anti-terror laws

Ali Wazeer and Mohsin Dawar, members of the Pakistan National Assembly, were arrested in May on trumped up terrorism charges. An international solidarity campaign is calling for their release.

About 100 people protested against Australian Federal Police (AFP) raids on News Corp and ABC journalists, outside the Commonwealth Parliamentary Offices on June 15.

The rally, called by NSW Greens MLC David Shoebridge, heard from former ABC and SBS journalist and multiple Walkley Award winner Mark Davis, Stop the War Coalition founding member Pip Hinman, National Union of Students Ethno-Cultural Officer Hersha Kadkol, investigative journalist Michael West and independent journalist Paul Gregoire.

The recent intimidatory police raids on the ABC and a journalist’s home for publicising matters of community concern are a wake-up call that press freedoms can no longer be taken for granted, writes Bevan Ramsden.

Chile’s new president, Sebastian Piñera, of the right-wing party National Renewal (RN), has announced that he plans to “modernise” the country’s Anti-Terror Law.

The decision by state and territory leaders at the recent Council of Australian Governments (COAG) meeting to give the federal government real time access to data, including driver's licences, is the latest measure likely to undermine civil liberties in the government’s so-called war on terror.

On October 12, police cars descended at high speed on a laneway in the western Sydney suburb of Bankstown to arrest to two 16-year-olds. For the next few days the media uncritically reported police claims that they had foiled an imminent terrorist attack.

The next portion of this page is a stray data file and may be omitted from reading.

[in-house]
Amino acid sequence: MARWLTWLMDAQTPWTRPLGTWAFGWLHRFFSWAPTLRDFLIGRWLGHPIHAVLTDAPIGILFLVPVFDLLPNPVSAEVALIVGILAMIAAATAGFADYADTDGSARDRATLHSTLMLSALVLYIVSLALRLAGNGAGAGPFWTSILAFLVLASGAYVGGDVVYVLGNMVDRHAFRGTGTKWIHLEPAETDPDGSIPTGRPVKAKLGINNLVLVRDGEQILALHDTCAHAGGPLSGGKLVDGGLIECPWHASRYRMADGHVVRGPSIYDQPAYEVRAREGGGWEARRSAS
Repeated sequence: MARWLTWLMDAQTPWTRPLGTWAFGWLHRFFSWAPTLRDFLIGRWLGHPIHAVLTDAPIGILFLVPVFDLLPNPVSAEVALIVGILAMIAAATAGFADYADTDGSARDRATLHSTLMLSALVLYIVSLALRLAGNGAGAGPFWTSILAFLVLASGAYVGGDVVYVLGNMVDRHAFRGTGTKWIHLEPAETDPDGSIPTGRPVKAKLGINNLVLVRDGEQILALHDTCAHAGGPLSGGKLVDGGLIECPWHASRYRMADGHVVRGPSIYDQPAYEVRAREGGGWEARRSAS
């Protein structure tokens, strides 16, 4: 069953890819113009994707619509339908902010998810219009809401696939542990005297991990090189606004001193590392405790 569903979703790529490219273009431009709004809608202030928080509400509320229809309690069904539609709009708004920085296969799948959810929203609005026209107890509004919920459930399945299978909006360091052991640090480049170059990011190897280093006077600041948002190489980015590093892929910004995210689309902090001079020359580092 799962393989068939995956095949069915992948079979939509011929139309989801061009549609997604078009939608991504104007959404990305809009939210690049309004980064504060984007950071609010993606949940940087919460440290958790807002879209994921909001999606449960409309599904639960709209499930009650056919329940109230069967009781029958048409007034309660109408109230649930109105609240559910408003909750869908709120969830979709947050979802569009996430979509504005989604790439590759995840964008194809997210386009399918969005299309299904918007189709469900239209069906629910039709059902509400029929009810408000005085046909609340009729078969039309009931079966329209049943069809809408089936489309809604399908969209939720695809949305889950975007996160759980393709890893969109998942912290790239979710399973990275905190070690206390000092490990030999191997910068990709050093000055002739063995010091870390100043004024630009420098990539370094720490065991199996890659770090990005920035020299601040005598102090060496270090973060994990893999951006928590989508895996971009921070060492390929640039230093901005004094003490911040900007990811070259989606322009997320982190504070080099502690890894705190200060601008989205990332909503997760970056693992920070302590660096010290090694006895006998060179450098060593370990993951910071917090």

The trigger for the arrests was that the youths had just purchased M9 hunting knives at a local gun shop. This type of knife is not illegal in NSW.

Human rights lawyers are opposed to Prime Minister Malcolm Turnbull's plan to introduce laws that would allow people who have been convicted on terrorism charges to be held in prison indefinitely.
More than 200 heavily armed police raided five homes in south-east Melbourne on April 18 to arrest five teenagers for allegedly plotting a terrorist attack on Anzac Day. Two were held in custody and charged under “anti-terror” laws, one was charged on summons for weapons offences and two were released without charge. Family and neighbours of those arrested said that the raids were carried out with unnecessary violence.
Australians for Kurdistan began this petition on Change.org. It asks the Australian federal attorney-general to arrest Turkey's President, Recep Tayyip Erdogan, when he visits Brisbane for the G20 summit on November 15. It also asks the attorney-general to remove the Kurdistan Workers Party from the list of terrorist organisations. To sign the petition go to www.change.org. * * *
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